Reunited: Delmon Young signs with the Rays

9 Comments

As soon as the Phillies released Delmon Young last week there was speculation that the Rays might be interested in reuniting with their one-time top prospect and sure enough Ken Rosenthal of FOXSports.com reports that the two sides have agreed to a deal.

According to Rosenthal it’s a minor-league contract and Young will head to Double-A, presumably with an eye toward getting a September call-up once rosters expand. He’s still being paid by the Phillies, so the Rays got Young for basically nothing.

As an everyday player Young is a mess, dragging a team down offensively and defensively, but as a cheap part-timer used mostly as a designated hitter versus left-handed pitching he can still be somewhat useful. For his career Young has hit .306 with an .820 OPS versus lefties, which is more than 100 points higher than his OPS versus righties, and it’s hard to imagine the always defense-driven Rays being willing to watch him stumble around in the outfield.

Tampa Bay drafted Young first overall out of high school in 2003 and he played one-and-a-half seasons with the Rays before they traded him to the Twins for a package that included Matt Garza. Six hugely disappointing years later he returns to Tampa Bay not as a highly paid star, but as someone trying to save his career with a low-paid bench gig.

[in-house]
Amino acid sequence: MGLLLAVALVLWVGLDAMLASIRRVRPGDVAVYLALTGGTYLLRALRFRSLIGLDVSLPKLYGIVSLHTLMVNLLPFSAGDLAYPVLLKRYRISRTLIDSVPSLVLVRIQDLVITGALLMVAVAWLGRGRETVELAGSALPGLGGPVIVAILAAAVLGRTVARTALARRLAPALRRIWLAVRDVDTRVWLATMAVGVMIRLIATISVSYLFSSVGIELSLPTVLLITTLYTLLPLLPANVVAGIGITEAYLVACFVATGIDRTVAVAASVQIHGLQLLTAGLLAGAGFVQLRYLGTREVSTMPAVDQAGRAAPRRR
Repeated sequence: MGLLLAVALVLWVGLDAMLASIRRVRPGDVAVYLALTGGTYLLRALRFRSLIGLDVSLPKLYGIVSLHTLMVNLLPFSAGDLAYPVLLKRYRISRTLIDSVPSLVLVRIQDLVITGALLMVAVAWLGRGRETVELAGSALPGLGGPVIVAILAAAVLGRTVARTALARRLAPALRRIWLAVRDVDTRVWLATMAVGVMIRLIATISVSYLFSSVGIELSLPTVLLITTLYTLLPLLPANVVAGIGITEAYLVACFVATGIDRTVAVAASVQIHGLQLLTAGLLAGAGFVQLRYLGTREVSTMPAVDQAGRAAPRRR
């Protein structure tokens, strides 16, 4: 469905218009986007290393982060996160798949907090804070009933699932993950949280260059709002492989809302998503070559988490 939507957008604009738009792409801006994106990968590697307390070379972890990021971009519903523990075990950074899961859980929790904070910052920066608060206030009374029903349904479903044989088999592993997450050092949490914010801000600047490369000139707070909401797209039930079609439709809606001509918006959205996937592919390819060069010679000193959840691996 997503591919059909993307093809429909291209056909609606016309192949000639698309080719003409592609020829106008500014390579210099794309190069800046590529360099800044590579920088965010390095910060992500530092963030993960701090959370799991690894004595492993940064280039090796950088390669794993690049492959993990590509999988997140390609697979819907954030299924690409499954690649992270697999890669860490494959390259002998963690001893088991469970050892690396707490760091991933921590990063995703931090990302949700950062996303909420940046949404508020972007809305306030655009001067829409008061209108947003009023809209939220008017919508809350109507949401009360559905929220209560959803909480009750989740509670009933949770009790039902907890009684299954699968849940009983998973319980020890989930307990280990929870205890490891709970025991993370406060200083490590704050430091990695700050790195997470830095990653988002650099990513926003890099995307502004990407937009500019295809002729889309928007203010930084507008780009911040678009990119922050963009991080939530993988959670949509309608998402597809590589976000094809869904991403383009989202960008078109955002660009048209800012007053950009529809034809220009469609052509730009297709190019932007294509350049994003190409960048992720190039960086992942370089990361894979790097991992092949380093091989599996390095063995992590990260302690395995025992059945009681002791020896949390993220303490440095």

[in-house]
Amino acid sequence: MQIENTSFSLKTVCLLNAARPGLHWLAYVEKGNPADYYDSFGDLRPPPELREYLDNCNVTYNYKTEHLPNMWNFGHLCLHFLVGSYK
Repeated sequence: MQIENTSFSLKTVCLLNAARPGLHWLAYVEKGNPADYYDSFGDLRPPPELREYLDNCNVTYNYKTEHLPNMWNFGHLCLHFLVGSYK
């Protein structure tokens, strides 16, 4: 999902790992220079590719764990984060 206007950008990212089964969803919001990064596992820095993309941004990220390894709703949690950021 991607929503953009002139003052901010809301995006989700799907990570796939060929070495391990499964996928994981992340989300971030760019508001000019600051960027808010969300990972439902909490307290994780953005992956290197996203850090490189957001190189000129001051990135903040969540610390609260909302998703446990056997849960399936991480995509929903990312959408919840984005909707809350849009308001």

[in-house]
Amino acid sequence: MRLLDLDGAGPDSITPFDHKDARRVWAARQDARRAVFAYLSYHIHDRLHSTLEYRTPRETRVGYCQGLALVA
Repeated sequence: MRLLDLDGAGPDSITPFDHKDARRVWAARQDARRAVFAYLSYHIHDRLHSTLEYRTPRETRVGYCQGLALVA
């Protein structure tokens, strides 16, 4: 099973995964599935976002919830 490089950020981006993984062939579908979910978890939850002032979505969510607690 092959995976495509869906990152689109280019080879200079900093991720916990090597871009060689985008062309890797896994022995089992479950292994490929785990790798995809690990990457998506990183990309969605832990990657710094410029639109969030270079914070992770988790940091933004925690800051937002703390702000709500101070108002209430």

Last time Young played for Double-A Montgomery in the Rays’ farm system? Back in 2005, when he was 19 years old and hit .336 with 20 homers in 84 games. The next spring Baseball America named him the No. 1 prospect in all of baseball.

Alex Wood to try pitching out of the stretch

Ezra Shaw/Getty Images
Leave a comment

Pedro Moura of The Athletic reports that Dodgers starter Alex Wood plans to pitch out of the stretch throughout the 2018 season. Wood got the idea when he watched Nationals starter Stephen Strasburg pitch against the Dodgers.

Wood, 27, finished last season 16-3 with a 2.72 ERA and a 151/38 K/BB ratio in 152 1/3 innings. That’s a mighty fine season, one in which many pitchers would not dare to mess with something that isn’t broken.

Interestingly, Wood indeed has had better results with runners on base — when he would pitch out of the stretch — as opposed to the bases being empty, with a respective OPS allowed of .523 versus .684, respectively. Over his career, he has allowed a .617 OPS with runners on and .706 with the bases empty.

In response to Moura’s tweet about Wood, retired pitchers Dan Haren and Jered Weaver took the opportunity to burn themselves. Haren tweeted, “I pitched a few seasons completely out of the stretch actually, just not by choice.” Weaver responded, “Sometimes I would just step off and throw the ball in the gap myself because I knew the hitter would do it anyways.”